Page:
You can attain the full definition of “inclusion” not only by increasing the numbers of unique faces but also by respecting, valuing, implementing and supporting individual differences. This means putting diverse people in positions of power and in positions where they have a voice.
It does no good to have a diverse workforce if these individuals are stuck behind cubicle walls, unable to offer their varying opinions and perspectives to catapult business changes and growth. Employees will be happier knowing that their views matter. As a result of increased personal fulfillment, the employee turnover rate will drop significantly, and creativity will multiply.
Several years ago, I was asked to join a project focused on researching the analytics behind customer trends worldwide. I asked why they needed me. The person replied by telling me that everyone on his team had the same background and perspective. He believed his probability of success would be low if he wagered the product’s success on the ability of one group to evaluate trends globally. In short, he understood that differing points of view would increase the likelihood of success.
Keep Up With A Diverse World
It’s estimated that by 2050, there will be an end to racial minorities in the U.S. There will be no racial or ethnic majority, either. In preparation for that day when we are all seen as equals, we need to move toward making our workplaces, and especially the startup ecosystem, inclusive of all of these diverse perspectives and their endless fountains of ideas.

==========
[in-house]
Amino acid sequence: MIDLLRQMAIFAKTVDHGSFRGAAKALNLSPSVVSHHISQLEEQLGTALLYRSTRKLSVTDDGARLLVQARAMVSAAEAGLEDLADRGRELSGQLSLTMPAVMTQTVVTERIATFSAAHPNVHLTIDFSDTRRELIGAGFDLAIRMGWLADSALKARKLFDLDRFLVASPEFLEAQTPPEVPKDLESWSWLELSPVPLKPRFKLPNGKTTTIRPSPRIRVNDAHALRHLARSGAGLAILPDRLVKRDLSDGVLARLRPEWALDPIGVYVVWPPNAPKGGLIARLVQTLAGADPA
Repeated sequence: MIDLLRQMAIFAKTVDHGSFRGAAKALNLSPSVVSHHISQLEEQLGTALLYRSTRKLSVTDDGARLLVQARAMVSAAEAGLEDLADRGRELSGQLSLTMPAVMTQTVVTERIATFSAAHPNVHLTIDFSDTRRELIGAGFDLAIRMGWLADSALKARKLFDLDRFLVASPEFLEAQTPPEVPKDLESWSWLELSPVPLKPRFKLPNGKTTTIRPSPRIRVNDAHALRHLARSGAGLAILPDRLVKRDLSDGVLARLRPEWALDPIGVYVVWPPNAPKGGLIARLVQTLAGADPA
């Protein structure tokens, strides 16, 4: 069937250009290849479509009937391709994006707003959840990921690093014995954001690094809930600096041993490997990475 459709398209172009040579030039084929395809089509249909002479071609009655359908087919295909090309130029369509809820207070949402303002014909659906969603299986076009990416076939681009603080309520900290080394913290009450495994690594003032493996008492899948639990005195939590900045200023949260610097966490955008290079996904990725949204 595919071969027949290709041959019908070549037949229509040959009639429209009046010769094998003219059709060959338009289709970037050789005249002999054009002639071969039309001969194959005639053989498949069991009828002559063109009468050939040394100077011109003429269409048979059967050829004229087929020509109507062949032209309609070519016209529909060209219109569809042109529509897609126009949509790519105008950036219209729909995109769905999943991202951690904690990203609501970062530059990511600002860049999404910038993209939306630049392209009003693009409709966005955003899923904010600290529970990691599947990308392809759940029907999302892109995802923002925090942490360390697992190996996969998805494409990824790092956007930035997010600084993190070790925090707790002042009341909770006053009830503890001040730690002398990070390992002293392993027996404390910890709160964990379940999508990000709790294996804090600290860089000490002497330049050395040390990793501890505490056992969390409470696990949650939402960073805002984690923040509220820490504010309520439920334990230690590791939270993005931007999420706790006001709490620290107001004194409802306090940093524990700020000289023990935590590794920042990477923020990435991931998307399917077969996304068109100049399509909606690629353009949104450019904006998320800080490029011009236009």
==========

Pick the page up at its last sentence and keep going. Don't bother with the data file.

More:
Growing up in southern California, I was exposed to a melting pot of people throughout my youth. As such, I feel comfortable in rooms where no one looks like me. I have been asked many times how I’ve been able to make so many different kinds of connections: I attribute this to my exposure. By increasing exposure across this board, this hurdle will be one less obstacle to overcome.
A Larger Consumer Base
In 2009, Mattel drastically expanded its consumer base by creating black dolls. The launch was welcomed with open arms by young consumers who were thrilled to finally see dolls that looked just like them. The dolls were created with the help of Mattel’s African American Employee Resource Group to ensure that they were culturally sensitive. Today, the So In Style™ dolls are one of Mattel’s biggest sellers.As individuals move toward appreciating differences, businesses must follow suit to stay relevant. Here’s a thought to ponder: Would Mattel continue to be one of the most successful toy manufacturers if it had not focused on inclusion?
In a world where only a few venture capital firms have female partners, we must embrace and implement the full definition of inclusion in the startup ecosystem so we can begin to see these changes. Remember that inclusion means far more than just numbers: It’s using the voices and talents of a diverse group of people to not only increase profits, numbers and customer bases, but to also create happier, more fulfilling work environments.